Hewlett-Packard Company (NYSE:HPQ) and Aruba Networks, Inc. (NASDAQ:ARUN) agreed to terms today on a $2.7 billion buyout aimed at beefing up HP’s exposure to mobile infrastructure. How can investors expect the deal to affect HPQ stock price going forward?
HPQ stock, after soaring more than 40% last year, was off more than 13% in 2015 through the end of February. Shares of the PC-maker suffered a major setback last week when light first-quarter revenues marked a disappointing beginning to a very important year in HP’s turnaround process.
Where Aruba Networks, Inc. (ARUN) Fits in at HPQ
Under terms of the acquisition, HPQ will pay $24.67 in cash for each share of Aruba Networks, a detail that sent the ARUN stock price down modestly this morning. Wall Street was anticipating the deal and bid up the price of ARUN stock after Bloomberg reported the two companies were in talks last Wednesday.
The pickup makes a lot of sense for Hewlett-Packard, which — like Yahoo! Inc. (NASDAQ:YHOO) and other major Silicon Valley players — is trying to tap into the lucrative, high-growth area of mobile.
Aruba Networks makes both the hardware and software required to get Wi-Fi networks for corporate clients up and running. With exposure to emerging markets like China and Qatar, some of ARUN’s biggest clients are hotels, shopping malls and universities. With HPQ stock set to split into two divisions later this year — one focusing on corporate customers, the other on PCs and printers — the Aruba acquisition should bolster the new, enterprise-facing company that CEO Meg Whitman will helm upon its eventual spinoff.
The Impact and Concerns from HPQ-ARUN
It’s a savvy move for HPQ stock, which hasn’t gotten much of a financial boost from its networking group; the networking division on the whole contributed just 2.1% to the company’s sales in HP’s fiscal first quarter.
While the addition of ARUN stock isn’t insignificant, the $2.7 billion purchase won’t immediately move the needle for the HPQ stock price. Analysts expect Hewlett Packard to report $105 billion in revenue this fiscal year, while Aruba Networks should do just over $860 million in sales in fiscal 2015.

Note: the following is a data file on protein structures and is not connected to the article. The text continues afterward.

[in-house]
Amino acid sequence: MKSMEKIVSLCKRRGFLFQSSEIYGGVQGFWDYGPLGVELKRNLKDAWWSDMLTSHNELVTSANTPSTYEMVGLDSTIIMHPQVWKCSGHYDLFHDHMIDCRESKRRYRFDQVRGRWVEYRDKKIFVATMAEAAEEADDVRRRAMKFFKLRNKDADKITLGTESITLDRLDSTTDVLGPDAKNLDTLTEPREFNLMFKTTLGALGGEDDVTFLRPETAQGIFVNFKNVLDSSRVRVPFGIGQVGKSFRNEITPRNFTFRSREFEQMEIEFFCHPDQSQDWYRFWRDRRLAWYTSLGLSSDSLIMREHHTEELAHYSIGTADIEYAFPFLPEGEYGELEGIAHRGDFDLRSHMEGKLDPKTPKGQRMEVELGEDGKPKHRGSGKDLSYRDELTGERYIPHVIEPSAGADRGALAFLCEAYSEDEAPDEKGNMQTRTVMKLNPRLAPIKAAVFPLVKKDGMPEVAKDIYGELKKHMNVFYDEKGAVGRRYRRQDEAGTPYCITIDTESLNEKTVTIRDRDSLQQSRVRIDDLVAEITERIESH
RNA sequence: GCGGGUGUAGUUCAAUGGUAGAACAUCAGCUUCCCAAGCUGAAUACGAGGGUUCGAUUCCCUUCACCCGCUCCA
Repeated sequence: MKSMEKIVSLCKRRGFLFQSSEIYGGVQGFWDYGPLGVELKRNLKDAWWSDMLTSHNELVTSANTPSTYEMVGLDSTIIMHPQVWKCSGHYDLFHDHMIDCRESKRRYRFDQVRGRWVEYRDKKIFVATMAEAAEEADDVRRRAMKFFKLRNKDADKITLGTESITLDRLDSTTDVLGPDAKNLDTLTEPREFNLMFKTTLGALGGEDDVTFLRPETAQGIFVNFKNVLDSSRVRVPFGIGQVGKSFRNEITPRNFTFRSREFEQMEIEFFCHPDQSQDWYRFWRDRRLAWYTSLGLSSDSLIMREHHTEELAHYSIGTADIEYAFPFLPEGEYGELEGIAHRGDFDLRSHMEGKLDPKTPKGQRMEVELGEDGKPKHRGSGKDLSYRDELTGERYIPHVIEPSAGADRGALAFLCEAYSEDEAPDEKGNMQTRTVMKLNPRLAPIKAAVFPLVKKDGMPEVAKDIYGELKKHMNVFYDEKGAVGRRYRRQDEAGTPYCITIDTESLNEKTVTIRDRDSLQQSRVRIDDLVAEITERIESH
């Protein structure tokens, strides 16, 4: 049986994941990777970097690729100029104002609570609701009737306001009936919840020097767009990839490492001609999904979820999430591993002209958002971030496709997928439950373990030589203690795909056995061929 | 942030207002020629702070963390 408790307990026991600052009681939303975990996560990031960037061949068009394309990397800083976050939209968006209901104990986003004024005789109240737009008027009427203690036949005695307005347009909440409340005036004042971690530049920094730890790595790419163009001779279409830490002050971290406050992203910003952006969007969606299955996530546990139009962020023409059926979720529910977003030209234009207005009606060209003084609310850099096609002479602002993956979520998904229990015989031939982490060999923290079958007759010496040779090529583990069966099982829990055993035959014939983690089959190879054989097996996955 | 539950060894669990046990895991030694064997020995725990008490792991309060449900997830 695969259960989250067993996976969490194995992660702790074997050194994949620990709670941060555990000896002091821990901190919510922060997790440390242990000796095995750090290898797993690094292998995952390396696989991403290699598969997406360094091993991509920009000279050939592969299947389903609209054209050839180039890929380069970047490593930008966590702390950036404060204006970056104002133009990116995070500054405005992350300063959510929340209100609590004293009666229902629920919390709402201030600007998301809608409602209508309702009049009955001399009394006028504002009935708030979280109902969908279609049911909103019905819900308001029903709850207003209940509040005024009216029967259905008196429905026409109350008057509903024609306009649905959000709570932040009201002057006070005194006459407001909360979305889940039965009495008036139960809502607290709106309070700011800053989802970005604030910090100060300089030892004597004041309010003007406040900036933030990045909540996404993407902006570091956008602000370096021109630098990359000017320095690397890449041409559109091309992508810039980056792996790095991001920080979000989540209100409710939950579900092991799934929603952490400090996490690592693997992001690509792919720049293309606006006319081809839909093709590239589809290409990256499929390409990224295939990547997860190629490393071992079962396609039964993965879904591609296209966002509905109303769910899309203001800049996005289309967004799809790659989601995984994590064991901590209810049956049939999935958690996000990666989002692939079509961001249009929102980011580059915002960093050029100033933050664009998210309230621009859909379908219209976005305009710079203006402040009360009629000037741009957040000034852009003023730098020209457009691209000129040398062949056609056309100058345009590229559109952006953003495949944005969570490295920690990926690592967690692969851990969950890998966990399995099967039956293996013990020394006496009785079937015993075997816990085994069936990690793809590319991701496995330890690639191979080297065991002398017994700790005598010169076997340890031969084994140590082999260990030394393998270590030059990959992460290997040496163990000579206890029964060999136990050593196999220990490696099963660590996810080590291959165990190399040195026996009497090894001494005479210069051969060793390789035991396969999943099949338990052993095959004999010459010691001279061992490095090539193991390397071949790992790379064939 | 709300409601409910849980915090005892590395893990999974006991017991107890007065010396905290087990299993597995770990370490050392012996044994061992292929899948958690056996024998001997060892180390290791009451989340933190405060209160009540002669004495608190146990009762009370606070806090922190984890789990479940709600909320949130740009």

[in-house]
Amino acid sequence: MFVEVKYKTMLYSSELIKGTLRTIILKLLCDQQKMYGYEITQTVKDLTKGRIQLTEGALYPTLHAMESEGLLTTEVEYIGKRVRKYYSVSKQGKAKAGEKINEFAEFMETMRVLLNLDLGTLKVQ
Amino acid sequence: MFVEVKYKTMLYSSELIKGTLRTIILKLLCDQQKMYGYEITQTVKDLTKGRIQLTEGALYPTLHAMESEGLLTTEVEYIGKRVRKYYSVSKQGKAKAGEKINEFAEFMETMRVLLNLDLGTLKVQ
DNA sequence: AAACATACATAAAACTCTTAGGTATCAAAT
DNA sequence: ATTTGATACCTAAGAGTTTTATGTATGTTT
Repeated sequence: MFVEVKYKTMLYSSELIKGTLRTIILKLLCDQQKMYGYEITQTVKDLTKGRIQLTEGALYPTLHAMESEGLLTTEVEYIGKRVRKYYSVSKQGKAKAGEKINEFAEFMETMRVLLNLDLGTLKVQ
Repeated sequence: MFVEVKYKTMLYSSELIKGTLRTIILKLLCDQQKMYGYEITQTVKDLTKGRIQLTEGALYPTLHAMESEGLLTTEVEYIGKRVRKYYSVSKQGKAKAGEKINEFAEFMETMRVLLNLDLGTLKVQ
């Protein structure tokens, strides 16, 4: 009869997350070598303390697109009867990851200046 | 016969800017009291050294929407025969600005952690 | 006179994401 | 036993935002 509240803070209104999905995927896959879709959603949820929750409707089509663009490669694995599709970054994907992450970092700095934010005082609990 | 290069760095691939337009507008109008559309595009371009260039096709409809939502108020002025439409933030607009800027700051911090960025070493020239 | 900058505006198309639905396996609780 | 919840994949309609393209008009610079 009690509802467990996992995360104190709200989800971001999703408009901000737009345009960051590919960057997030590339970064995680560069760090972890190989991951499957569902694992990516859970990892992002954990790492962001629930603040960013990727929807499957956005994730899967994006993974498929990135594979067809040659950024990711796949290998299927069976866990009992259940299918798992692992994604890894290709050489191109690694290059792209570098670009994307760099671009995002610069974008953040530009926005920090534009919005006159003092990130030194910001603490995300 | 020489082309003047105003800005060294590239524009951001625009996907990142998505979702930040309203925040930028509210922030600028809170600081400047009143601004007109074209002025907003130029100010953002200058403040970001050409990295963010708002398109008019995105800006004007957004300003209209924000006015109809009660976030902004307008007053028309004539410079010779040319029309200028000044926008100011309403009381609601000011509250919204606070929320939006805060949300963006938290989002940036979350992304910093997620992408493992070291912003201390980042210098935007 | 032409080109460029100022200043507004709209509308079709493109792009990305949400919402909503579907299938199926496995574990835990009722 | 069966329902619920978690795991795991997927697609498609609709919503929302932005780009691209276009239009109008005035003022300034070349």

That said, when the HPQ stock split goes into effect later this year and the company is split into roughly equal halves, ARUN will have twice the impact it did on the larger, single company.
Longtime HPQ stock investors might find themselves skeptical of acquisitions after the epic and painful blunder known as the Autonomy acquisition. Just a year after snapping up search software developer Autonomy Corp for $10.3 billion (a 64% premium at the time) in 2011, HP admitted defeat and took an $8.8 billion writedown on Autonomy, chalking the staggering losses up to fraudulent accounting at the company.
Well, there’s good news for you worry-warts out there: The ARUN acquisition isn’t anything like that ill-fated Autonomy buyout. In 2011, HP was, according to InvestorPlace Editor Jeff Reeves, “everything that’s wrong with corporate America right now — stupidity, a lack of innovation, bloated operations and no leadership.”
Years later, with Meg Whitman at the helm and HPQ in year four of a five-year turnaround plan, HP is a very different company. I’d expect Aruba Networks to be moderately accretive, but not a game-changer, for the HPQ stock price in the years to come.
As of this writing John Divine held no positions in any of the stocks mentioned. You can follow him on Twitter at @divinebizkid or email him at firstname.lastname@example.org.
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